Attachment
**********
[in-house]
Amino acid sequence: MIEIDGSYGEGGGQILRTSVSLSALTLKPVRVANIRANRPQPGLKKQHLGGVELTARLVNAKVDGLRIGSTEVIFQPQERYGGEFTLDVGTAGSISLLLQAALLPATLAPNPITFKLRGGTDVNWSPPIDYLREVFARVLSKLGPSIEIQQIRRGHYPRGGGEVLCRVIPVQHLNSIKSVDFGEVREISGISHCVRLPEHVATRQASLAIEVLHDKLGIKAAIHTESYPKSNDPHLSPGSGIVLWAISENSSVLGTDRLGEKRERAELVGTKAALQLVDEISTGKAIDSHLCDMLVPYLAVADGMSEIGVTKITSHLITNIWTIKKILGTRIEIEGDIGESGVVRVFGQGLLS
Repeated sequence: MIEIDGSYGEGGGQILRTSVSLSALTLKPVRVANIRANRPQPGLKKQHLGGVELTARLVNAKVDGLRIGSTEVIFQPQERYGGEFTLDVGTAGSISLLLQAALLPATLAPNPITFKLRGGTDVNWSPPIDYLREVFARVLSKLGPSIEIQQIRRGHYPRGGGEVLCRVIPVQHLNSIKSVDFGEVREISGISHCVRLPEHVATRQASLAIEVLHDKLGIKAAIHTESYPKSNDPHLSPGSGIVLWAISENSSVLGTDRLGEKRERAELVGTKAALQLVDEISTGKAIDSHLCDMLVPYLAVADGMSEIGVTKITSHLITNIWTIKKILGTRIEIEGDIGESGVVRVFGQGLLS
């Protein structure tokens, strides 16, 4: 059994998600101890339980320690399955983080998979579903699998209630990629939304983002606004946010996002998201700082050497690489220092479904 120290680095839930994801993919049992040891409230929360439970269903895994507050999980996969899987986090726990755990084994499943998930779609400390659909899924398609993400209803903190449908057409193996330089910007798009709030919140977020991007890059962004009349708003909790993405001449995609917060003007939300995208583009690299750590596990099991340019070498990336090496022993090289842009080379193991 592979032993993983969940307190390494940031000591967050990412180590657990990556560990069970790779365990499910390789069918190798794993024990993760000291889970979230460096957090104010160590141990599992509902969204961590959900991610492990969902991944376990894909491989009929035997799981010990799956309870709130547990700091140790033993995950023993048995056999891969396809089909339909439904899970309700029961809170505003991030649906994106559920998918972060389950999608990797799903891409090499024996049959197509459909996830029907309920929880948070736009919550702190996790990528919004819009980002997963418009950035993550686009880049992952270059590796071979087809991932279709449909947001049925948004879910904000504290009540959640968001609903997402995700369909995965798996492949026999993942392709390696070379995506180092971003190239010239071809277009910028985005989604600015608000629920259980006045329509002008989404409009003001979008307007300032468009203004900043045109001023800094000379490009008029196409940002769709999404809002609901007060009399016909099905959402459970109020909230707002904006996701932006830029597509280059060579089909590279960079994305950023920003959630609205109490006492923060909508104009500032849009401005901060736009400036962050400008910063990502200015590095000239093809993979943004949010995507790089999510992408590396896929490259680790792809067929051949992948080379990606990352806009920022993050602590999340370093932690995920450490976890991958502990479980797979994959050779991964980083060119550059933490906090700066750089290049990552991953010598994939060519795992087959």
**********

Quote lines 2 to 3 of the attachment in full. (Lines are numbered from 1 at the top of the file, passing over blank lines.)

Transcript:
Amino acid sequence: MIEIDGSYGEGGGQILRTSVSLSALTLKPVRVANIRANRPQPGLKKQHLGGVELTARLVNAKVDGLRIGSTEVIFQPQERYGGEFTLDVGTAGSISLLLQAALLPATLAPNPITFKLRGGTDVNWSPPIDYLREVFARVLSKLGPSIEIQQIRRGHYPRGGGEVLCRVIPVQHLNSIKSVDFGEVREISGISHCVRLPEHVATRQASLAIEVLHDKLGIKAAIHTESYPKSNDPHLSPGSGIVLWAISENSSVLGTDRLGEKRERAELVGTKAALQLVDEISTGKAIDSHLCDMLVPYLAVADGMSEIGVTKITSHLITNIWTIKKILGTRIEIEGDIGESGVVRVFGQGLLS
Repeated sequence: MIEIDGSYGEGGGQILRTSVSLSALTLKPVRVANIRANRPQPGLKKQHLGGVELTARLVNAKVDGLRIGSTEVIFQPQERYGGEFTLDVGTAGSISLLLQAALLPATLAPNPITFKLRGGTDVNWSPPIDYLREVFARVLSKLGPSIEIQQIRRGHYPRGGGEVLCRVIPVQHLNSIKSVDFGEVREISGISHCVRLPEHVATRQASLAIEVLHDKLGIKAAIHTESYPKSNDPHLSPGSGIVLWAISENSSVLGTDRLGEKRERAELVGTKAALQLVDEISTGKAIDSHLCDMLVPYLAVADGMSEIGVTKITSHLITNIWTIKKILGTRIEIEGDIGESGVVRVFGQGLLS